A Military Spouse's Perspective on World Autism Day

A Military Spouse's Perspective on World Autism Day

Tell us a bit about yourself?

I’ve been a military spouse for nearly fifteen years and a momma to three neurodiverse boys for nearly fourteen. We’ve lived in six states and two countries, battled “Murphy” through multiple deployments, and moved OCONUS during Covid. I’m both the parent of two children identified as autistic and the daughter of an autistic adult. 

 

military family

What does ‘Autism Awareness’ within the military community mean to you?

Well, I think we need to start there.

We need a verbal and mental shift from “autism awareness” to autism acceptance and empowerment.

The military community is well-aware of autism within it, we need to get better at accepting what that means and the work that needs to be done to empower our autistic members. 

Awareness is passive. The community needs action.

Let’s talk about the community strengths first. What does the military community do well when it comes to autism acceptance and education?


There are programs that have good intentions that we can get into but I’d rather talk about the military people. We do *connection* well. The ability for military families to network from one location to the next is the absolute life-blood of allowing military kids to thrive - especially autistic military kids. So often autistic children and adults are wrongly criticized for not communicating in the ways neurotypical people do, but I will argue again and again that my children do not have so-called social communication deficits. When they are among “their people” (as my oldest son says) they thrive. The networks of military families continuously linking together through others allows that much quicker connection for our growing kids, helping them settle quicker, and adjust to the massive amount of change a little easier. For parents, we’ve been arguing against and working within the systems in place for years and we share those skills with incoming families. We sit in each other’s children’s IEP meetings, meet in OT offices, and watch our children play side by side in whatever way they choose. The *people* is what our community does well. 

 

You mentioned work that needs to be done. Where can the military community and its systems improve?

Every military family faces challenges when they move or when the service member deploys - for military families with an autistic dependent, there’s a significantly added layer to those major life events. The largest military program (EFMP) meant to identify those needing specific assistance and to help to actually acquire those services, is a horribly cracked system. We need significant, actual reform and realistic reflection on what isn’t working. Having a better system in place, creates stronger families and allows for a better and more capable soldier. Despite our healthcare programs insisting referrals to services move with the beneficiary, that is rarely, *rarely* the reality - requiring families to begin entirely over again, sometimes taking a quarter of the time at the new duty station just trying to set things right again. We need help advocating for autistic kids in schools. While assistance exists in some branches - it doesn’t in all. Too often military families are finding school systems (unfortunately sometimes even, or especially, the DODEA systems) to be massively difficult to maneuver in special education and individual learning services when their child is considered transient.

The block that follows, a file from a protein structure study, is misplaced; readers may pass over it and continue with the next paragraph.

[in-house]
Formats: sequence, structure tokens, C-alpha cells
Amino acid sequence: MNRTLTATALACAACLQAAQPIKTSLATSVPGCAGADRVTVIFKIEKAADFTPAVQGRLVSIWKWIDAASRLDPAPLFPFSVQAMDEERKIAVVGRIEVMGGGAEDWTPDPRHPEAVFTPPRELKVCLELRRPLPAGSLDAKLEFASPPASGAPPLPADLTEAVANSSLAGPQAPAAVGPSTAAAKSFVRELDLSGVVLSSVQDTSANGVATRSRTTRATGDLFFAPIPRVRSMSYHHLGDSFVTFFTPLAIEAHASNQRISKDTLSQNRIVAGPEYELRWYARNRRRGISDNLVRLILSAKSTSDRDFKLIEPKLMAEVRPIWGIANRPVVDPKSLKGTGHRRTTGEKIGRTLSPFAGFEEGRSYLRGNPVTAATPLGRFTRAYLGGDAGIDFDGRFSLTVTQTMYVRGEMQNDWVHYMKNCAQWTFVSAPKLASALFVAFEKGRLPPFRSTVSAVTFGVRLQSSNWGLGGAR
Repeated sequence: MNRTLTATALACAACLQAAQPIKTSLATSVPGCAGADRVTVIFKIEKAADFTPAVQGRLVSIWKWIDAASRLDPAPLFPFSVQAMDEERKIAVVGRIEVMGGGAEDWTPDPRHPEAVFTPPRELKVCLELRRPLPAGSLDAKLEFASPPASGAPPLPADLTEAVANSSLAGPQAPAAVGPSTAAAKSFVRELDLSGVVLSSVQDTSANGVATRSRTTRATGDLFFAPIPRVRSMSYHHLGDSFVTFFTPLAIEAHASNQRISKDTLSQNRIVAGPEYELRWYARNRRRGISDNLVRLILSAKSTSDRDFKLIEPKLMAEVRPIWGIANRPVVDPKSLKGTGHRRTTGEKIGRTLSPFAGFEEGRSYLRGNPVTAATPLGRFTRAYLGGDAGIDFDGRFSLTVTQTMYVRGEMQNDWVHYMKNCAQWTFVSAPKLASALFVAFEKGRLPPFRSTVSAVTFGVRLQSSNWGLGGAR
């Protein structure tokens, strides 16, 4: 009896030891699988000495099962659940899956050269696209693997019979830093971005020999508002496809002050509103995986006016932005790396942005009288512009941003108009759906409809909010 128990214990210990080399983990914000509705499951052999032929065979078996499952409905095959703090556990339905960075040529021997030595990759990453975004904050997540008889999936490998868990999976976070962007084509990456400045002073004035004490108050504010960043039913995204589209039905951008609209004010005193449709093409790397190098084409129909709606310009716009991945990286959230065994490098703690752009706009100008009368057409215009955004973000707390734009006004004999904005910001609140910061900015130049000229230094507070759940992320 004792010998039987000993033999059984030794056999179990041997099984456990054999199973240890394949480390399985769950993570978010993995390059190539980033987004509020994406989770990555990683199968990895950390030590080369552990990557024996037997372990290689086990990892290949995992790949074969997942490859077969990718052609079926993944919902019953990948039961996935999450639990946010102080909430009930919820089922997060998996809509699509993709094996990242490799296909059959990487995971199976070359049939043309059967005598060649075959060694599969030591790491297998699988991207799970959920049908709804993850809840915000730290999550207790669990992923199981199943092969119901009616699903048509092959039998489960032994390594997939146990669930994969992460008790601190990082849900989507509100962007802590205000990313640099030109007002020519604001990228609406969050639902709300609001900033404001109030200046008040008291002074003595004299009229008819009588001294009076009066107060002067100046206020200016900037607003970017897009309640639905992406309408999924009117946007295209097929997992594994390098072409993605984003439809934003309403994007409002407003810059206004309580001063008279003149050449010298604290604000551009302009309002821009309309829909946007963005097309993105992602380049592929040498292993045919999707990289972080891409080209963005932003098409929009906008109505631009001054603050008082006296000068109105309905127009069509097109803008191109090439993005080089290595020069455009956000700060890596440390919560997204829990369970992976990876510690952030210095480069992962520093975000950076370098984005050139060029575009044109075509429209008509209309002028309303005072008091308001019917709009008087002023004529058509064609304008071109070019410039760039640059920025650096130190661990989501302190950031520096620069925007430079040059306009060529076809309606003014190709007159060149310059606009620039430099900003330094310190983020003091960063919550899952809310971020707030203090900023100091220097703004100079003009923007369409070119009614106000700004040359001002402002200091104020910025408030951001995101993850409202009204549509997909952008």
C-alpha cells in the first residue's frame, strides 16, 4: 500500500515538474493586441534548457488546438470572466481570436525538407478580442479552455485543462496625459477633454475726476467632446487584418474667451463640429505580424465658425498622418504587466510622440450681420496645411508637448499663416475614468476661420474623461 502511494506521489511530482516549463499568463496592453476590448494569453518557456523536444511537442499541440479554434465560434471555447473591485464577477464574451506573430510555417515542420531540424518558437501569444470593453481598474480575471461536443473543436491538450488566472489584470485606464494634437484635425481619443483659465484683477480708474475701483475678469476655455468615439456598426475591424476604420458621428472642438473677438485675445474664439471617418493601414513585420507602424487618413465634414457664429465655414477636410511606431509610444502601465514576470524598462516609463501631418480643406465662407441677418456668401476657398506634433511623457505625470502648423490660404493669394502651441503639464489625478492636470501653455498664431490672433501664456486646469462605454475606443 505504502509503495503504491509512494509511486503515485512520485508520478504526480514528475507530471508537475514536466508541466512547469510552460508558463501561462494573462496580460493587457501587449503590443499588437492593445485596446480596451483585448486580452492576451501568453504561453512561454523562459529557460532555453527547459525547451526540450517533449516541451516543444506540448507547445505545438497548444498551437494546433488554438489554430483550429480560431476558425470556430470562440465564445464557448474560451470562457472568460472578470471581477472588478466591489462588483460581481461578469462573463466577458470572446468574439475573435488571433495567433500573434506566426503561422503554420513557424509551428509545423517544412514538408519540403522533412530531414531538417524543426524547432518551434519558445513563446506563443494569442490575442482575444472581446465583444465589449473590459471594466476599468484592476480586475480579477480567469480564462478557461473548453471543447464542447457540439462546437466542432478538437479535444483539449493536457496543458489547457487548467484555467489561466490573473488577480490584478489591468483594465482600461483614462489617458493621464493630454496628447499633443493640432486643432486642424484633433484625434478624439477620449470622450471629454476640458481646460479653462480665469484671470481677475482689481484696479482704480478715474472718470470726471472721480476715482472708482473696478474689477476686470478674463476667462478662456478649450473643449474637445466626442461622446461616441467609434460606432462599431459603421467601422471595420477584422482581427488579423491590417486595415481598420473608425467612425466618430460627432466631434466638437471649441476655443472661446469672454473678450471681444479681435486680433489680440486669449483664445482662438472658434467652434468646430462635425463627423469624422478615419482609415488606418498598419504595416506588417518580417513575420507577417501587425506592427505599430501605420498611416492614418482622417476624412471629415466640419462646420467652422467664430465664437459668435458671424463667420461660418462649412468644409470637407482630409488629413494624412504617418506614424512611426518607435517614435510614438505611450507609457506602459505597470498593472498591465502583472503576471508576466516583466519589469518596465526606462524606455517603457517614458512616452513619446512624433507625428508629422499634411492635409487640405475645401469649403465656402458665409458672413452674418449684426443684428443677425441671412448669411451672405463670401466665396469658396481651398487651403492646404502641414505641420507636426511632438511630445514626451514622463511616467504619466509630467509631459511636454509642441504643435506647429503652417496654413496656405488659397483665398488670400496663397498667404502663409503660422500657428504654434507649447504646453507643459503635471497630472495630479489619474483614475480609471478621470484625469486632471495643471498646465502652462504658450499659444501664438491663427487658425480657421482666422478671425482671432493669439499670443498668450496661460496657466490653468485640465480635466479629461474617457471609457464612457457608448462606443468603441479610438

What our systems do well is initial access to diagnostic tools. We are fortunate to have healthcare that covers the diagnostic testing - something that isn’t readily available to everyone. Too often access to evaluations is a privilege and our community is fortunate to have the ability to seek out answers for ourselves and our children.

What do you want the military community to know about its autistic members?

That the military community doesn’t just have autistic children. There are neurodiverse adults within it - some formally identified, some not. We need to listen to them when they communicate - however that communication happens. I am immensely grateful for the guidance my own autistic dad can provide - offering perspective that I can’t hold on my own. It’s important to be uncomfortable - to be made uncomfortable - in learning from autistic adults on what works best for autistic children. Support looks different for every person and what that support may or may not be will change over time. Sometimes an autistic person will have higher support needs in one area, lower in another, none in yet another. Placing labels beyond that strips a person of their dignity. It is possible to fully acknowledge the daily difficulties of living in a social world not man-made for one’s brain while simultaneously fully celebrating that brain difference.

Our children are worthy of every bit of dedication and commitment to understanding how to offer a firm foundation for them to thrive - not despite their diagnosis nor because of it - simply because they are human and every human is worthy of that.

Megan, milspouse

Interview by Megan W. with help from her friend Maegan H.  Both military spouses, and parents of autistic military children. Both incredible women on a mission.

We know it takes a village.

If you are seeking out resources consider the following for more information:

 www.autisticadvocacy.org and www.thinkingautismguide.com